The other thing I noticed about both days was I felt no pressure at all.  That is a very great non-feeling to have, honestly.  No worries or concerns, just playing pool.  I've stated 1,000 times (maybe I'm exaggerating) that not thinking ahead or worrying about things you can't control is the epitome of being able to play well and focus completely on the game.  This past weekend was a clear example of that.

I didn't have to compare my last finish or wonder who my next opponent would be or wonder how I would explain my bad finish to others, etc.  The sense of no pressure was amazing.  Every win was just a bonus and every round I moved closer to the finish line was peer joy and surprise.  If I lost, I lost.  If I won, I won.  No pressure.  I hadn't played a two day tourney that I lasted into Sunday since April, so I was very raw with my expectations.

Again, prolly a good thing.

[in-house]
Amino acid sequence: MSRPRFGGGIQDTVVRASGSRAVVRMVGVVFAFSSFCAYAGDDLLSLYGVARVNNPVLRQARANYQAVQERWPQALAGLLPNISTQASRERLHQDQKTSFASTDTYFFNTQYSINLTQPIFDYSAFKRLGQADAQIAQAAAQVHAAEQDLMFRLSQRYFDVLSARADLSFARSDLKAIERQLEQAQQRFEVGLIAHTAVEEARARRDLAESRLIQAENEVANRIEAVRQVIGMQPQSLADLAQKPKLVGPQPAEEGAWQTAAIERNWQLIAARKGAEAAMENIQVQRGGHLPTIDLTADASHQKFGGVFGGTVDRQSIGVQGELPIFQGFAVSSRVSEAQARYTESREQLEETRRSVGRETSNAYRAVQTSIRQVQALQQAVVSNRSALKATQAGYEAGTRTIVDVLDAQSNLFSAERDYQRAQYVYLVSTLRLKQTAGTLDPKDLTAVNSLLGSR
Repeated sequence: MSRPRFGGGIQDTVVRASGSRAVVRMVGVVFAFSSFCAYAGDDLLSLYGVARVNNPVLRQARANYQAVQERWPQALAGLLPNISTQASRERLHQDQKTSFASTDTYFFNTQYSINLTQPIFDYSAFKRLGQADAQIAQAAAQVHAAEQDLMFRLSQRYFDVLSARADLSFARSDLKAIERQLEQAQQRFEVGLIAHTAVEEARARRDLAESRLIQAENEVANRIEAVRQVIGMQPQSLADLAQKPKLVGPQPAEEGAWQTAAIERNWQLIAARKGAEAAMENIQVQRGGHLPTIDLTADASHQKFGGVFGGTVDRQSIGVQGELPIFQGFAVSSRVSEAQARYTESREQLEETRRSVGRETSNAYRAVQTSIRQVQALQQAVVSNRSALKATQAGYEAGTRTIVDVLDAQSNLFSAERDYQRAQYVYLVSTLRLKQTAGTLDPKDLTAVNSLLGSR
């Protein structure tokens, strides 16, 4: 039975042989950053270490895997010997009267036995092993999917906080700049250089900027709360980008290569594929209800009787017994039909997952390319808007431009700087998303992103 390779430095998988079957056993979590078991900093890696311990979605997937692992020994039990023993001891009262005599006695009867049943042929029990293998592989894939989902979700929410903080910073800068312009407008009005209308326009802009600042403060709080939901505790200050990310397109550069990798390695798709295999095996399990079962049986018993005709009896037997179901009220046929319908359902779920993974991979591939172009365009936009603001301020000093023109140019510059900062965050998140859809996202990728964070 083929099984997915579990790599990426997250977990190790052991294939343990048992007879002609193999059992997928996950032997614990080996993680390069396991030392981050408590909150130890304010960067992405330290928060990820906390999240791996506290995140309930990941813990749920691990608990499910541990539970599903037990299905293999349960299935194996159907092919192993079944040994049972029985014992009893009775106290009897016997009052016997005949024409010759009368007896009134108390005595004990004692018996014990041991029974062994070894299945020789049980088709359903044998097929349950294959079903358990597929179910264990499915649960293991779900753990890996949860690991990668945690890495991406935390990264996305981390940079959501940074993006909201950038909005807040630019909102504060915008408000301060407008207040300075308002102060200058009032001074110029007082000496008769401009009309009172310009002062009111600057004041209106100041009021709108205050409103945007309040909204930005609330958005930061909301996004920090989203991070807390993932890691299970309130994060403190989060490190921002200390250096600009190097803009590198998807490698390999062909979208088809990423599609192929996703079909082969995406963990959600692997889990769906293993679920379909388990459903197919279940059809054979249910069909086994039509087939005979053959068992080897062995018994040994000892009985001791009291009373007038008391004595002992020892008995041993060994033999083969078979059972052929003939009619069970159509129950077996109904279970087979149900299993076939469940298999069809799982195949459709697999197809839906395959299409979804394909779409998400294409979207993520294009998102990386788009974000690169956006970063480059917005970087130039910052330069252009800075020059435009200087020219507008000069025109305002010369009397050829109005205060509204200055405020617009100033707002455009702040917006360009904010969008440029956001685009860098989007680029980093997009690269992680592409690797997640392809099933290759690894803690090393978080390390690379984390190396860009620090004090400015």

I won a 2 1/2 hour-long marathon match Sunday morning hill-hill.  Guranteed 5th.  Then I won 7-4.

Next up was another long and nail-biter hill-hill match.  This time I had to cut a long tough 8-ball and then bank the 9 ball which I was lucky enough to make both.  Guaranteed 3rd now.  I then played a tired opponent and won 7-4 I think.  Now I'm in the finals!    NO WAY!   I met up against the Tour Champion again and she played really well and won 7-3.  But I placed 2nd!

I still can't believe how well I did.  The very few times I played this year I saw roughness in my game and so I wasn't sure how I would do this event.  But I was pleasantly surprised how well I saw the runs and patterns and how well I made balls.  Don't get me wrong - I made plenty of mistakes.  Just also made a lot of outs that were needed at the right time.  And I am positive that recording this video review helped - because I saw angles a lot more this weekend than usual.

Oh!  And since I played in this tournament for two days I have a ton of things that came up with I will write about here in my blog.  Can't wait to share!

Friday, December 2, 2016

Learning by Watching Others

One of the coolest things I saw on a Sunday morning in October during an Omega tournament was this: